Call the school to arrange a time for you and your child to meet his new teacher ahead of time. Also meet with the class representative parent, and exchange contact numbers and e-mail. Usually this parent will be the one informing you in the event of strikes, field trips, special expenses, etc. Another good idea is taking your child on a tour of the school so he knows how to find his classrooms, lavatories, cafeteria, and so on.
Talk with the teacher
Let the teacher know about things in your child’s life that may affect her performance, such as health issues, a recent relocation, or family changes. You might also mention your child’s hobbies or special interests. It’s a good idea to bring along someone who can translate for you, just in case.
Learn about school resources
Find out which professionals the school has on staff and what services they provide. Ask about the best way to get in touch with the principal, school counselor, or other staff members you may need to contact. Inquire if anyone on the staff offers Italian language lessons you and your child can attend after school.
Italian public school is a free service, but lunches are the only expense. These can be paid at the post office through monthly slips made out for each child. Costs are calculated on family income and you’ll have to get help figuring that out at a neighborhood CAF (free financial counseling office). The information gathered at CAF is then handed in at your municipal Ufficio Scuole, that works out your fee and posts your pre-marked payment slips.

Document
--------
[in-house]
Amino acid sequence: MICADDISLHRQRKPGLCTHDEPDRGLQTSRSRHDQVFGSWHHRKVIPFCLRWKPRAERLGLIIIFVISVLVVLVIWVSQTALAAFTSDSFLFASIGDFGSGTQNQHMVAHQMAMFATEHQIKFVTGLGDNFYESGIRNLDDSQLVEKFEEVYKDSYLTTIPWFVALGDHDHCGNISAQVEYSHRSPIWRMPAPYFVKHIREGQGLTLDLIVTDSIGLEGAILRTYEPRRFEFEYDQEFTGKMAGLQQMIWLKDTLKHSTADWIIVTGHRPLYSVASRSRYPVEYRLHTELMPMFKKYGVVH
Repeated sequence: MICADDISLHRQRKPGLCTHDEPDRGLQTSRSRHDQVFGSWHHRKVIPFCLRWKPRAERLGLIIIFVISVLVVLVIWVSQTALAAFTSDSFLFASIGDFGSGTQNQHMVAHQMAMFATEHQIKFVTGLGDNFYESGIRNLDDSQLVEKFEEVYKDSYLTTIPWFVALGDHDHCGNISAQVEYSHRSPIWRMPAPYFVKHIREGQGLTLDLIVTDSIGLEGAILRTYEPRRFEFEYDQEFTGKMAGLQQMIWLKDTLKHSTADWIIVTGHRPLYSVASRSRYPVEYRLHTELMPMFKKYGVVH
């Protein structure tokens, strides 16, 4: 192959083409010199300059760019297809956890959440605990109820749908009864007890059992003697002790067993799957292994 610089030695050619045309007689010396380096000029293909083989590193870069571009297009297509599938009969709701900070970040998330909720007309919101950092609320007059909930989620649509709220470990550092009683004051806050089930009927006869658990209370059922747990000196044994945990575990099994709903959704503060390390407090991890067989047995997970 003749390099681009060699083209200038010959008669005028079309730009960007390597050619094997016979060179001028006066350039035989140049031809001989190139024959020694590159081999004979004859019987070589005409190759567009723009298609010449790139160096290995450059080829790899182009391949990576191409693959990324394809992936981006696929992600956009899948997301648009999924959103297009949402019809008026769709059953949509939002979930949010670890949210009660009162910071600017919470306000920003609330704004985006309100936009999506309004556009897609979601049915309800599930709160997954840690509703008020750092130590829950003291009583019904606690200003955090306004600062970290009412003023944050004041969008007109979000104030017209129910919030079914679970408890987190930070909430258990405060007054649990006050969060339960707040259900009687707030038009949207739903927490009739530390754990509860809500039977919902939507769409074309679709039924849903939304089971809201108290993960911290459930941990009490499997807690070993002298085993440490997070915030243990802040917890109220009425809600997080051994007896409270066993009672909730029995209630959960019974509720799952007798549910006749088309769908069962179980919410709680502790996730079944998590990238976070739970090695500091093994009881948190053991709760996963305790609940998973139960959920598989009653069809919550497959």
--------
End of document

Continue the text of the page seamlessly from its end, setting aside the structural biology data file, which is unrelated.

But this is a small price if you consider the quality. By law, Italian school menus have to be designed seasonally by a team of nutritionists, dietitians, pediatricians and organic alimentary experts.
Lunches in Italian public schools are in fact 100% certified organic and fair trade. All staples, including bread, olive oil, cheese, juices, free range poultry & eggs, grass-fed bovine/ovine meats are biologico and absolutely no GMO foods are present in Italian school kitchens. Guaranteed fresh produce is served within 3 days of harvest, and children are fed raw vegetable antipastos, seasonal specialties of the Lazio region; and the only afternoon snack is fresh fruit. There’s also a mid morning snack served at around 10 am, and it’s usually a healthy sandwich of homestyle bread and prosciutto (or mortadella), or a chunk of dark chocolate. Once a month, school kitchens cook a typical menu of the foreign communities present in Rome to introduce kids to their non-Italian schoolmates’ eating traditions.
Make contact with other parents
In Italian schools there is no PTO or PTA, but if your child will be attending International school, these groups will have lots of information, including nuances and tips that aren’t written down anywhere else. Make an effort to meet all of your child’s classmates and parents, and exchange telephone numbers.
Discuss safe travel routes
Make sure your child knows how to get to and from school safely. If your child walks or rides a bike to school, review the route with her until you’re sure she knows it. If she rides a bus, have her bus pass always updated and paid for, and remind her where the bus stops and where to get on the bus after school. No matter how your child gets to school, remind her of safety issues she is likely to face, such as how to cross the street.
Go over after-school plans
Remind your child where he will go after school, whether it’s home, to an extracurricular activity, or to an after-school program. If you’ve signed up your child to soccer, swimming or any other sports activity, besides the necessary equipment and gear, parents are asked to provide a certificate of physical fitness signed by a medical practitioner.